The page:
With the rapidly growing share of older people in Lithuania and the underdeveloped care services, the opportunity to retain potential emigrants by creating attractive working conditions for them in Lithuania, remains untapped. Policies should aim to improve the working conditions and opportunities in the care sector in Lithuania in order to encourage Lithuanians to stay in the country. In addition, regulations to better absorb (returning) migrants should be in place, given the ongoing movement between countries.
The study analyses the unemployment situation of socially vulnerable groups in the Baltic States in the context of the European Union. The analysis of the unemployment rate is based on gender, age and duration of unemployment. Statistical analysis identified the most vulnerable groups in the labour market and those most sensitive to economics fluctuations. The study also evaluated the relationship of economic growth with employment of these groups. The research highlighted that in the Baltic countries, the global financial crisis more significantly affected vulnerable groups, mainly because of the impact of the crisis in 2009–2010. Hence these results differ from the general trend in unemployment rate of the target groups in the countries of the European Union.
Unemployment rate at the EU level did not coincide with similar trends observed in the target groups in the Baltic States. In the Baltic States, the unemployment rate of the target groups started to grow earlier and faster than in the EU countries and it started to decrease much earlier than the EU unemployment rate indicators. In addition, in the Baltic countries, the growth of target group unemployment was significantly higher than the EU average. The fast and volatile growth of unemployment within the mentioned target groups shows that they had difficulties adapting to dramatically worsening conditions in the labour market in the Baltic States. The current pandemic situation in comparison to the global financial crisis of 2009–2010 has a less negative effect. The study revealed that unemployment rates in the Baltic States were close to the EU average. The research results also showed that men and the youth are sensitive to economic fluctuations in the Baltic States. On the one hand, unemployed men and the youth tend to more easily enter the labour market during economic upturns. On the other hand, in an economic downturn, these jobseekers face significant integration difficulties into the labour market and become more socially vulnerable.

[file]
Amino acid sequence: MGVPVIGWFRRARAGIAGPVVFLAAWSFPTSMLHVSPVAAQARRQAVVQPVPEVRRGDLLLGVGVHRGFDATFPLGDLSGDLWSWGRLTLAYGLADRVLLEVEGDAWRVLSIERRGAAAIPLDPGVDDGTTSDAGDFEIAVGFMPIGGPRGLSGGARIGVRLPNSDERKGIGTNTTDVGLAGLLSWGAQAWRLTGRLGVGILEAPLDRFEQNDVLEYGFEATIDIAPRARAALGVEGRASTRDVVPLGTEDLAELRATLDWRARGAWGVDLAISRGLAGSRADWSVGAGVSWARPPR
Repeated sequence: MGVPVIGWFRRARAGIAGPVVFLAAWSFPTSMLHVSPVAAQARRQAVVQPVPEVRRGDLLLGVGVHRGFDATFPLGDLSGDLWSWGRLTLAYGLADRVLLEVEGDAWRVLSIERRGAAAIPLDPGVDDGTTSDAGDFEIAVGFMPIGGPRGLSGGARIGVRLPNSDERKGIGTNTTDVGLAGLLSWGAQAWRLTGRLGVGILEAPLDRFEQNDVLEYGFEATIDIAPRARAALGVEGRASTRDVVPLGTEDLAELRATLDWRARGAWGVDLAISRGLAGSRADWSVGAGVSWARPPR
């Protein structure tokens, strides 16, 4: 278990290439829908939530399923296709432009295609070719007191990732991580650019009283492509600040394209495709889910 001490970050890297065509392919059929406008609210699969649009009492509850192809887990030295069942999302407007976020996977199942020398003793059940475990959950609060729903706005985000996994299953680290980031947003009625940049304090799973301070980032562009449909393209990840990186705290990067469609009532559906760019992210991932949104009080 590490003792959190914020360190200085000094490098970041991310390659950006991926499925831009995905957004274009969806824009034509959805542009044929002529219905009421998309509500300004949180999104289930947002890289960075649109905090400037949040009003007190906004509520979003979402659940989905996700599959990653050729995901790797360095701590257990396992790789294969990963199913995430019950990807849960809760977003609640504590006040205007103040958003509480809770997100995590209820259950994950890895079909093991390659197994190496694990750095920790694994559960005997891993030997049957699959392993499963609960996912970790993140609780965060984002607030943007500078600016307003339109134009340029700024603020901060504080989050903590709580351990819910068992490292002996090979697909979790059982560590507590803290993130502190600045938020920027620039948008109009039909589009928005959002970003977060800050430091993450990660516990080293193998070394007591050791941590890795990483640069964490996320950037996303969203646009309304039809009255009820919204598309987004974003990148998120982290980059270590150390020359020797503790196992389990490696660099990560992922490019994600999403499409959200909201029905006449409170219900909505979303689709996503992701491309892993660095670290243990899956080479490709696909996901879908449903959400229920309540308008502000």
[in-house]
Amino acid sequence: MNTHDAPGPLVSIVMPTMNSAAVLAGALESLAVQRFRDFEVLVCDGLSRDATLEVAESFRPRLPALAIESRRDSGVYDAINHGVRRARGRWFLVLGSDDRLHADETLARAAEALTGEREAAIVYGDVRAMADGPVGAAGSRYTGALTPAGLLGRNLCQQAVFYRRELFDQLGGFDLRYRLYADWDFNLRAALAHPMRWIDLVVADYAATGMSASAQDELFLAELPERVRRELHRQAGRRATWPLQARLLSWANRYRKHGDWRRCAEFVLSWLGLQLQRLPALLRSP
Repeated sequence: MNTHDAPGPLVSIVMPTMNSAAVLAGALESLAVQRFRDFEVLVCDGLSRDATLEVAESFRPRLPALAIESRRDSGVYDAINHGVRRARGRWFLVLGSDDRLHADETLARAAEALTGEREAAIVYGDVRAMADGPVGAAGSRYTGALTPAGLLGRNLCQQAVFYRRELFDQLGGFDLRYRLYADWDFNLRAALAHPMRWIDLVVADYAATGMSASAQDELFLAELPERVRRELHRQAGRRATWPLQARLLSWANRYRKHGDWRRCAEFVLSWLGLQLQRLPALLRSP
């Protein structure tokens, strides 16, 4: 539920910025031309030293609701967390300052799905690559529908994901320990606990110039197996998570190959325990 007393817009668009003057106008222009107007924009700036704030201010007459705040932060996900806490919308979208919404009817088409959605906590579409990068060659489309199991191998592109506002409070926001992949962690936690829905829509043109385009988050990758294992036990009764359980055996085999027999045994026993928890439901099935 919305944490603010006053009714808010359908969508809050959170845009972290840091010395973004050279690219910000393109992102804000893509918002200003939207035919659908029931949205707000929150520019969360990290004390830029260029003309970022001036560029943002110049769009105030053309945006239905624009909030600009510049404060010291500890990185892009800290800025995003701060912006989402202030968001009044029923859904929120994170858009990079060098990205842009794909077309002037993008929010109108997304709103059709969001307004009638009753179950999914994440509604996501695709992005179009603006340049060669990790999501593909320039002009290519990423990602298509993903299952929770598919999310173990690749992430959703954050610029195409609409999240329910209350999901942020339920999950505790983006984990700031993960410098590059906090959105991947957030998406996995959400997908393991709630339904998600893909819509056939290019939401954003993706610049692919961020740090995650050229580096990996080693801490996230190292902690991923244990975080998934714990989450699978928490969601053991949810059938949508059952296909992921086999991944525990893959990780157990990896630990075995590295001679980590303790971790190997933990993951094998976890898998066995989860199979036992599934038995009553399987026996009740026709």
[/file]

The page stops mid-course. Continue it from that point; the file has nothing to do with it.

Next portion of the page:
It is important to note that long-term unemployed people belong to the most vulnerable groups. People with low skills or qualifications face multiple barriers to labour market integration. Long-term unemployment leads to a loss of income, an erosion of skills, a higher incidence of health problems and increased household poverty.
Although volunteering is not a new topic in social research, many questions about people’s motivation to engage in voluntary activities still remain open. The article analyzes the changing attitudes towards volunteering in contemporary society, the demographic profile of volunteers, their intrinsic motivation and the cultural value orientation that supports it. The main purpose of this article is to identify the impact of main sociodemographic and personal characteristics in people’s decision to volunteer. Data from European Values Surveys (1990, 1999, 2008, 2017) are used for this purpose.